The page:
One of the reasons behind the AIADMK’s relative comeback -- it has still lost the elections with a big margin between 2019 and 2021 -- could be the government’s handling of the Covid-19 crisis. (PTI Photo)(PTI)
One of the reasons behind the AIADMK’s relative comeback -- it has still lost the elections with a big margin between 2019 and 2021 -- could be the government’s handling of the Covid-19 crisis. (PTI Photo)(PTI)

Pro-incumbency stops 2019-like roll out

  • The decision of the DMK and the AIADMK to contest more seats in these elections than in 2019 has also yielded different results in terms of strike rates.
By Abhishek Jha, Roshan Kishore, New Delhi
UPDATED ON MAY 03, 2021 08:33 AM IST

The Dravida Munnetra Kazhagam alliance has recaptured power in Tamil Nadu after 10 years. According to trends available at the Election Commission of India’s website at 11 pm, the DMK alliance was winning or leading in 157 out of the 234 assembly constituencies (ACs). The All India Anna Dravida Munnetra Kazhagam alliance was winning or leading in 77 ACs. While the DMK-grouping’s victory is convincing and huge -- it almost has a two-third majority in the assembly -- it has fallen short of its 2019 Lok Sabha performance when it won 38 out of the 39 Lok Sabha seats in the state. The AIADMK, while it has lost power, managed to prevent the kind of rout it faced in 2019.

What explains the moderation of tailwinds in the DMK’s favour? An HT analysis suggests that some amount of pro-incumbency sentiment in favour of the AIADMK government might have led to this result.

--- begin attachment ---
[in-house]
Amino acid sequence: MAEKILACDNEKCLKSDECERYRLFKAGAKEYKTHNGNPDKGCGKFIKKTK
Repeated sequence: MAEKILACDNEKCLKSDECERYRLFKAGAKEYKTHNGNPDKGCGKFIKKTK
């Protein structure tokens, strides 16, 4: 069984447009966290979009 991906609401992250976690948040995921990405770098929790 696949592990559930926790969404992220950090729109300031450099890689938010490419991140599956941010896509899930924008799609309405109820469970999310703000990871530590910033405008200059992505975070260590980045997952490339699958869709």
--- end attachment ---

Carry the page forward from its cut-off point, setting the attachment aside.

Both the DMK and the AIADMK contested a larger number of ACs (188 and 191) in 2021 than in 2019 (138 and 126), although as is often the case in the state, some of those ACs are contested by allies on DMK and AIADMK tickets (for instance, the DMK itself contested 173 seats this time). The 2019 results have been disaggregated at the AC level for this analysis. This is one of the factors behind the increase in vote share of both these parties. However, contested vote share numbers reveal a different picture. While the DMK’s contested vote share went down from 54.3% in 2019 to 46% in 2021, the AIADMK’s increased from 33.2% to 41.4%. A direct manifestation of this trend can be seen in the strike rates of the DMK and the AIADMK against each other. The DMK won every AC it contested against the AIADMK in 2019. This went down to 66% in this election. Both these parties performed better against each other’s allies than in direct contests. This underlines the fact that the state’s politics continues to revolve around these two parties. Here too, the trend between 2019 and 2021 is the same. While the DMK continues to have a sizable lead over the AIADMK, it has come down between 2019 and 2021. (See Chart 1)

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The decision of the DMK and the AIADMK to contest more seats in these elections than in 2019 has also yielded different results in terms of strike rates. The AIADMK contested 81.6% of the ACs in 2021 compared to 55.3% in 2019. It increased its strike rate from 7.1% to 38.7%. The DMK contested 80.3% of the ACs in 2021 compared to 59.2% in 2019. But its strike rate went down from 97.8% to 67.6%. To be sure, the DMK’s strike rate is significantly higher than that of its allies in both 2019 and 2021, which rules out the argument that it would have performed better had it given more seats to its allies. In fact, it lost an opportunity to form a government in 2016 because it made the mistake of giving more seats to allies, especially the Congress. (See Chart 2)

One of the reasons behind the AIADMK’s relative comeback -- it has still lost the elections with a big margin between 2019 and 2021 -- could be the government’s handling of the Covid-19 crisis. What this also means is that while voters are forthcoming in pushing back against the BJP’s ideological agenda, they care more about quality of governance when it comes to choosing their state government.

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